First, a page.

The second option is to introduce demand side management for power consumption. It has been computed that it is much cheaper to invest in reducing consumption rather than in investing in new power generating plants. The lowering of consumption in Europe and US has been mainly on this account. Thus an utility in US, gave out to its customers free compact fluorescents which consume only 20 per cent electricity compared to the normal lamps and avoided the installation of new power plants. In India, a study5 suggests that even if 20 per cent of all lamps were replaced by compact fluorescents, there would be a saving of 1500 crores per annum.
The other possibility is to lower the capital costs by standardisation and replication of a basic design with only some modifications. The economics of standardisation can lead to a substantial reduction of costs, particularly if capital crunch is recognised and designs are made accordingly. In the power sector, the tendency has been to build rather expensive plants in the name of reliability. The plant load factors have not shown any major improvements due to this, but the plant costs have gone up considerably. The above course can lead to reduction of costs by as much as 25 % to the cost of plants and should be the first option to be exercised. However, with import of capital, the power planning is moving in the opposite direction – more non- standard plants and consequently higher capital costs. It might be interesting to note that in the nuclear energy sector, US capital costs are much higher than European capital costs precisely because of this. The European plants have been standardised while the US ones are not.
Currently, the Indian planing process seems to be completely comatose. No long term planning is being done to ensure a coherent energy policy which will evaluate various options and suggest a viable path. Instead, a few buzz words like liberalisation and privatisation are being used to substitute for hard policy. However, power policies can not be formulated on such flimsy basis. For those enamoured of the South Korean experience, it might be interesting to know that South Korea nationalised the power sector in 1982 because of the problems with private power companies. To those who wear ideological blinkers, all this means little. The selling of India piecemeal is the game, and it matters little if future generations pay a heavy price for the activities of today’s carpetbaggers.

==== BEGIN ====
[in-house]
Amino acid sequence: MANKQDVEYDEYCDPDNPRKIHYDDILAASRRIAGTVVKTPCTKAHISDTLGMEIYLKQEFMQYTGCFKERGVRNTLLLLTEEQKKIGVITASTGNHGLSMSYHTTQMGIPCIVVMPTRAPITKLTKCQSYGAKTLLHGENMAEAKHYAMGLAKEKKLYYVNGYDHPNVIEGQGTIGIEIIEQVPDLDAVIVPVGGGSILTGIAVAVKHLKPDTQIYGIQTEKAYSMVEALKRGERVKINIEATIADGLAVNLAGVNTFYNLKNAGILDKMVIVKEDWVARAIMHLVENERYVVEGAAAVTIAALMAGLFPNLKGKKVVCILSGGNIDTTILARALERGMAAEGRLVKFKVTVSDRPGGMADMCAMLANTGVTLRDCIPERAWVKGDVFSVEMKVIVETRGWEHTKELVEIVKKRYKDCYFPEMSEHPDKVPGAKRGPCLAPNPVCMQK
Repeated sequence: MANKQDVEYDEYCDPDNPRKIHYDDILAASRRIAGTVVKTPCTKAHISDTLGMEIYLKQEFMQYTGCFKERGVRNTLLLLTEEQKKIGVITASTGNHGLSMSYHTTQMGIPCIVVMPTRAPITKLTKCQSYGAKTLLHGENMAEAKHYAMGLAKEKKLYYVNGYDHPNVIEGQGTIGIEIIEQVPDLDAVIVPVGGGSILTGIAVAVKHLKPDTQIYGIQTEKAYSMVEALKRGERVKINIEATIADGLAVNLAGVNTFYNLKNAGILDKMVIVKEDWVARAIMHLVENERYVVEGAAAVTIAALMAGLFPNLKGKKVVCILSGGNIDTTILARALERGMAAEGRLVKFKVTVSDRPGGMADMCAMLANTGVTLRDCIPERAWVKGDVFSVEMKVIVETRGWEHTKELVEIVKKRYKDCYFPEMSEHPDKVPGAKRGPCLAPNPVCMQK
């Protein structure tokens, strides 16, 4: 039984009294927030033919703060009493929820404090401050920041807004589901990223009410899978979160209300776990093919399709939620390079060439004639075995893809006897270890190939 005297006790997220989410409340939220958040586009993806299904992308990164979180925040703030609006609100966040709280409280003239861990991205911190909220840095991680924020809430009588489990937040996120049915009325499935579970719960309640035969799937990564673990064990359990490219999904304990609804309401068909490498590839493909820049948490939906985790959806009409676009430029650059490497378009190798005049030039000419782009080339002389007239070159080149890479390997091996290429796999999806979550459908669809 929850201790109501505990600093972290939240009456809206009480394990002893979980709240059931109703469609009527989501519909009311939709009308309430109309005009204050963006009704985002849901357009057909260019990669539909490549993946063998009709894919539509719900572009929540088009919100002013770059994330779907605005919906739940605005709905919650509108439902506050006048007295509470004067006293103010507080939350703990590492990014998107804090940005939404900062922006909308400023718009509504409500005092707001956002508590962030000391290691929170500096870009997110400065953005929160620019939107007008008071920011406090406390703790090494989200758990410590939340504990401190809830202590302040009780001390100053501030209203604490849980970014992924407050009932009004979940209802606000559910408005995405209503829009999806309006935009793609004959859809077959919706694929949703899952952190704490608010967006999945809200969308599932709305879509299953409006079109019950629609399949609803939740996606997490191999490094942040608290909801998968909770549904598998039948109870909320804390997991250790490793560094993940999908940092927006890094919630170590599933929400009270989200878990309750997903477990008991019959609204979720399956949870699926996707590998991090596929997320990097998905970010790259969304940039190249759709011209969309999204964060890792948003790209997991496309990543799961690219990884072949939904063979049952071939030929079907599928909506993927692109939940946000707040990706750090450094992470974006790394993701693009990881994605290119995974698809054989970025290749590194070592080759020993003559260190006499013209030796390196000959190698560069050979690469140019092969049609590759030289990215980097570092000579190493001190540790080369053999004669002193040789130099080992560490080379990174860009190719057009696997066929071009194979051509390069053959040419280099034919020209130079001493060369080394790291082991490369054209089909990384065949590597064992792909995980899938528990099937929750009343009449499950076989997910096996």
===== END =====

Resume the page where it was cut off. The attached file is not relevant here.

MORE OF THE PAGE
P.V.Rangyya Naidu, Minister of State for Power, Rajya Sabha Answer to Unstarred Question no. 1000, May, 1993.
P.V.Rangyya Naidu, Minister of State for Power, Rajya Sabha Answer to Unstarred Question no. 988, May, 1993.
K.Vijaychandran, Study Report on India’s Power Sector: Problems and Prospects, April 1992.
S.N.Roy, IEEE Horizon, Institute of Electrical and Electronic Engineers, Issue No 2, 1992.
Chris Cragg, Demanding Plans for Power Cuts, New Scientist, March, 1993.